As a child I hated subtitles. The words constantly multiplying and changing on the bottom of TV screens distracted me from the scenes in shows and movies. Sometimes the white words moved across a black background at a faster pace than what the on-screen characters were actually saying and ruined what was to come. I’d rather the teachers who showed educational specials at school turned off the boxy ’90s televisions altogether.
Obviously, an aversion to captions spoke to my privilege as a non-disabled child who had the option of not liking them in the first place. But surprisingly, subtitles have grown on me as an adult. Being a lover of many things Black, I like to watch movies made in other countries like Nigeria, South Africa and even France (shout out to Netflix’s she-wolf† As my film and TV palette has expanded, I’ve learned from the innate multiculturalism of most black people in the African diaspora (not just America) that translates on screen. It’s quite common for scenes in these movies to have characters talking in Pidgin English (a mix of a local language and a version of English) or in two other languages completely separate from English. While body language is also a very communicative tool, missing even a few words can alter the understanding of what is happening in a story. Subtitles help put the pieces of these conversations together.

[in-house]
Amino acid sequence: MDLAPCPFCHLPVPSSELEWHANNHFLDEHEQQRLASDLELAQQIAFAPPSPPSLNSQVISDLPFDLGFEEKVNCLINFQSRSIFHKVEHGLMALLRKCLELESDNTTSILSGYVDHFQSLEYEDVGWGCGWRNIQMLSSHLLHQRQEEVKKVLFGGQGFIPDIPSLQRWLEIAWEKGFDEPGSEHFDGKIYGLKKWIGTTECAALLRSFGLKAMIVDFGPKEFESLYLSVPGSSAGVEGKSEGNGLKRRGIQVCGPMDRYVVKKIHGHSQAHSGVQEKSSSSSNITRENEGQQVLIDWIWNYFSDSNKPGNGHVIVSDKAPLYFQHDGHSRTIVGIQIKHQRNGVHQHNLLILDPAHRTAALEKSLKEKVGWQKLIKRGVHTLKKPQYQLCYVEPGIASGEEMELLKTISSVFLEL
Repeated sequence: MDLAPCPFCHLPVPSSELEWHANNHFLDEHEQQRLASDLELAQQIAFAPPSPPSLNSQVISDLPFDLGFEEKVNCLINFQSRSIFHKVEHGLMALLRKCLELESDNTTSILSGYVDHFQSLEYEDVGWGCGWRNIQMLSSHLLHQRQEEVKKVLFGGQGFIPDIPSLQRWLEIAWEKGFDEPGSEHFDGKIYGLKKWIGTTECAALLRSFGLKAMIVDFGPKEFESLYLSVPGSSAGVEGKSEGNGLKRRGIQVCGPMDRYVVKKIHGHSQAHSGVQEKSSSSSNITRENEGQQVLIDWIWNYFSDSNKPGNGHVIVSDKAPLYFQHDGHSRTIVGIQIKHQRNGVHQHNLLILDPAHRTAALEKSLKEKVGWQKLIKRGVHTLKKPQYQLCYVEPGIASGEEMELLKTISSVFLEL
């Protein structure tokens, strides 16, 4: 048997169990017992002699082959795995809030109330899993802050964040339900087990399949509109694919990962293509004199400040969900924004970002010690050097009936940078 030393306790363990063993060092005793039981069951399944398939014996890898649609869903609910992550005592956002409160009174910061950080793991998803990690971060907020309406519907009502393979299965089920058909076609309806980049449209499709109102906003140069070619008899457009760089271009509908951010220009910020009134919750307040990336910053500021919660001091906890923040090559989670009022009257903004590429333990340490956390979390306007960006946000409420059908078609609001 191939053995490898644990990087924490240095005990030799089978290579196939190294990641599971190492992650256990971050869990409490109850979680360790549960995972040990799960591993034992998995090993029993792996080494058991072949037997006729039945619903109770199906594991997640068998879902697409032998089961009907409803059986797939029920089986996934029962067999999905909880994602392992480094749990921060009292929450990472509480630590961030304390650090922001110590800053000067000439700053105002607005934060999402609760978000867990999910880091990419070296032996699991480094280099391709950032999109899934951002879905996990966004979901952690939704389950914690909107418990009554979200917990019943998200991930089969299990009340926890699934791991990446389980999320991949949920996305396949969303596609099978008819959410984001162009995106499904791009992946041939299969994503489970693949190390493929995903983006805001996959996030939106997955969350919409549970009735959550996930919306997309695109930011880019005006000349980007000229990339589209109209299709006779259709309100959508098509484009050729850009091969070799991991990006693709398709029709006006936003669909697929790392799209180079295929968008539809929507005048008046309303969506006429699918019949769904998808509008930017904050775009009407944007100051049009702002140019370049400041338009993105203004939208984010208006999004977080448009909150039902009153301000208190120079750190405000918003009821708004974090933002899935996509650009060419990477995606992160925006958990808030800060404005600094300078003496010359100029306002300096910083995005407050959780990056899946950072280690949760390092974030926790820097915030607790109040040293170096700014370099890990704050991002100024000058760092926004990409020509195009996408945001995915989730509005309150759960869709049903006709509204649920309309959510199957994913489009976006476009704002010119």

Subtitles are also very useful for those of us who want to gain confidence in speaking another language. I am years away from my high school days studying French and even further from my days learning Spanish in grammar and high school. Immersing myself in non-American entertainment has renewed my interest in memorizing and improving my French speaking skills; it has also prompted me to learn local languages, such as the Lingala of the Bantu people, which is not so easy to learn unless you are in communion with Congolese or other Bantu peoples. I now see those once-irritating words at the bottom of television screens as an opportunity to refresh and expand my communication.
As beneficial as they are, subtitles have their flaws. Talks about Netflix’s at the end of last year Squid Game, one of the streaming service’s most-watched series, exposed how poor transcriptions in the show completely shift the understanding that non-Korean speakers likely have of the storyline. As a native speaker of English, it’s a question I often ponder: Do the subtitles presented accurately capture what is being communicated on the screen? Still, I’d say switching in your subtitles here and there is a good start to expanding your knowledge of other parts of the world.